Sweden has now recorded 5,041 Covid-19 deaths while the UK has recorded 42,238 deaths and Norway 243 fatalities
Students at Nacka Gymnasium in Stockholm, Sweden, celebrate their high school graduation after months of distance learning
People flood the Tantolunden park in Stockholm, Sweden, as temperatures rise in the country
Doctors in the country also confirmed that their COVID-19 units had passed the peak.
‘The number of patients has gone down dramatically,’ Lars Falk, head of the ECMO unit at Karolinska Hospital in Stockholm, told AFP.
‘There are much fewer patients needing ICU care than a couple of weeks ago,’ he said.
Karin Hildebrand, an ICU doctor at the capital’s Sodersjukhuset hospital, said the situation was similar at her workplace.
‘The figures have dropped. It’s a big difference (compared) to over two months ago. We have a lot less patients now than in April,’ she told AFP.
‘Hopefully the decrease will continue.’
Anders Tegnell, chief epidemiologist at the Public Health Agency, who has become the face of Sweden’s strategy, has repeatedly insisted that lockdowns do not work.
Once countries lift their restrictions and normal routines resume, the virus will begin to circulate again, he said.
‘You can’t eliminate the virus entirely in the long-run,’ he told reporters on Tuesday.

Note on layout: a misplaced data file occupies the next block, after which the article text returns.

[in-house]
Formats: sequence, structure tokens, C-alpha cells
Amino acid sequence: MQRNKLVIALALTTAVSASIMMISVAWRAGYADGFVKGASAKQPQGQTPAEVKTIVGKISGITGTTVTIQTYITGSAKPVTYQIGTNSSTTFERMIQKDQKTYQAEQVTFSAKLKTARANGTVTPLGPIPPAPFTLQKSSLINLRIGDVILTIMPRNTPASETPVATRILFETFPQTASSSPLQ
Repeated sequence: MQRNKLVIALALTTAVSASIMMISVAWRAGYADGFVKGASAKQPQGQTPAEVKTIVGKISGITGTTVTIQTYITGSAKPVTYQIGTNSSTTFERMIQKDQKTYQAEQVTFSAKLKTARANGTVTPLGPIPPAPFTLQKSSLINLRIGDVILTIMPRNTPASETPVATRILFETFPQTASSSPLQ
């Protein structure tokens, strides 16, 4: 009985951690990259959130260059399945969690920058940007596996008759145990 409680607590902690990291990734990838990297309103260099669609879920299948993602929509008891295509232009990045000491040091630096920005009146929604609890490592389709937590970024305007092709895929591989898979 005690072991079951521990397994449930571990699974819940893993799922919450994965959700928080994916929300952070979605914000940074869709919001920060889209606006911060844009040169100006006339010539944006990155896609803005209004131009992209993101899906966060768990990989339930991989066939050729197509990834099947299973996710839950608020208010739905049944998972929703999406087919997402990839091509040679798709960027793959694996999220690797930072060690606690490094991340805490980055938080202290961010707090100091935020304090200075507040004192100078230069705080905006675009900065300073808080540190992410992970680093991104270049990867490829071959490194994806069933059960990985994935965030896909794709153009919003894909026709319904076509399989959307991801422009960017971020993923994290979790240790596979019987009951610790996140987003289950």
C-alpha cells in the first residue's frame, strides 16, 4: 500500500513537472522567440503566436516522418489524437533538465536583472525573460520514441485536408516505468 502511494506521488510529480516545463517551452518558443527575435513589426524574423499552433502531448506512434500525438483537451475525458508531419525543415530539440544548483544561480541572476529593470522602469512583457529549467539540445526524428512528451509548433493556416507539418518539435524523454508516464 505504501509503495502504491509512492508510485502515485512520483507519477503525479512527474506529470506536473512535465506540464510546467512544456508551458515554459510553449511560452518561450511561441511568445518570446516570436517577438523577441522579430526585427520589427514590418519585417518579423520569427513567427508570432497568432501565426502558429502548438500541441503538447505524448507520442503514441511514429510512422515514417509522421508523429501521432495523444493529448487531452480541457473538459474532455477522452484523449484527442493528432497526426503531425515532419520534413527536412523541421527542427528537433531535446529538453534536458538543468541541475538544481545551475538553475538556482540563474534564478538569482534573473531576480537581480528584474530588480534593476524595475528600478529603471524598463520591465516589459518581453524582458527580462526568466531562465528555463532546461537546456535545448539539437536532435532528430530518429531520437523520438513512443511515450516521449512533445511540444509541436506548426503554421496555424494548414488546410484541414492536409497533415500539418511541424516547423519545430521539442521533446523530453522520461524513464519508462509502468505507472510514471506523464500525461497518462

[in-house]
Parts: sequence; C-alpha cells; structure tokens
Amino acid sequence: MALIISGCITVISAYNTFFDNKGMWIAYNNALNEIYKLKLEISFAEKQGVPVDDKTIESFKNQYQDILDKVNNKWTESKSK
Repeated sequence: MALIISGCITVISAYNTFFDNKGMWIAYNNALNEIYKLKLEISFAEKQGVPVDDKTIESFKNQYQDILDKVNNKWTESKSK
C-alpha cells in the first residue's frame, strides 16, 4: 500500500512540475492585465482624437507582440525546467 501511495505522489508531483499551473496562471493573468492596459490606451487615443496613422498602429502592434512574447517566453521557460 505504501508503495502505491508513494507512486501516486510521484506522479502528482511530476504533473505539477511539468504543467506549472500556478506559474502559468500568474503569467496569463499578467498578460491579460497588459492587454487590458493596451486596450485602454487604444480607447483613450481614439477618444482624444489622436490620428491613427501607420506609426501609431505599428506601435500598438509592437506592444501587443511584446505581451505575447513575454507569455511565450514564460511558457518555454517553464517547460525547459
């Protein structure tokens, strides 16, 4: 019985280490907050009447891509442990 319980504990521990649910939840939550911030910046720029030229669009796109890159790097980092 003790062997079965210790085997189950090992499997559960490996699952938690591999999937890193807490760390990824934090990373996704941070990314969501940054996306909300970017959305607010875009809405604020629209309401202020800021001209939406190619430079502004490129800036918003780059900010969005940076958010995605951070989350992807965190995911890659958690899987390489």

A study published late Tuesday indicated that 14 percent of Stockholmers who had taken a voluntary test at a cost of 750 kronor ($80, 71 euros) had tested positive for COVID-19 antibodies.
The samples were collected between April 27 and June 14.
Maddy Amos stands behind a protective shield and wears a face mask as she serves a customer at the Falmouth Bookseller in Falmouth, Cornwall
Some critics have suggested that the 50,000 people tested do not represent a scientific sample. Given the high cost of the test, those who elected to be tested may have done so because they suspected they had caught the virus, they argue.
Another scientific study published on Wednesday by the Public Health Agency showed that the infection fatality rate in Stockholm for those aged 69 and under was 0.1 percent, and 4.3 percent for those aged 70 and over.
That study examined 1,667 people infected with the virus during March 21-30.
The figures come as Britain today announced another 184 deaths from Covid-19, taking the country’s total number of lab-confirmed victims past the 42,000-mark.
Department of Health statistics show the daily number of fatalities has dropped 25 per cent in a week, with 245 posted across all settings last Wednesday. Some 233 deaths were recorded yesterday.
Meanwhile Norway, which last month announced plans to fully lift its coronavirus lockdown by mid-June, has suffered 243 deaths and 8,680 cases, data from Johns Hopkins reveals.
Norway was among the first European nations to go into full lockdown on March 12 and has lifted almost all restrictions after successfully flattening the curve of infection.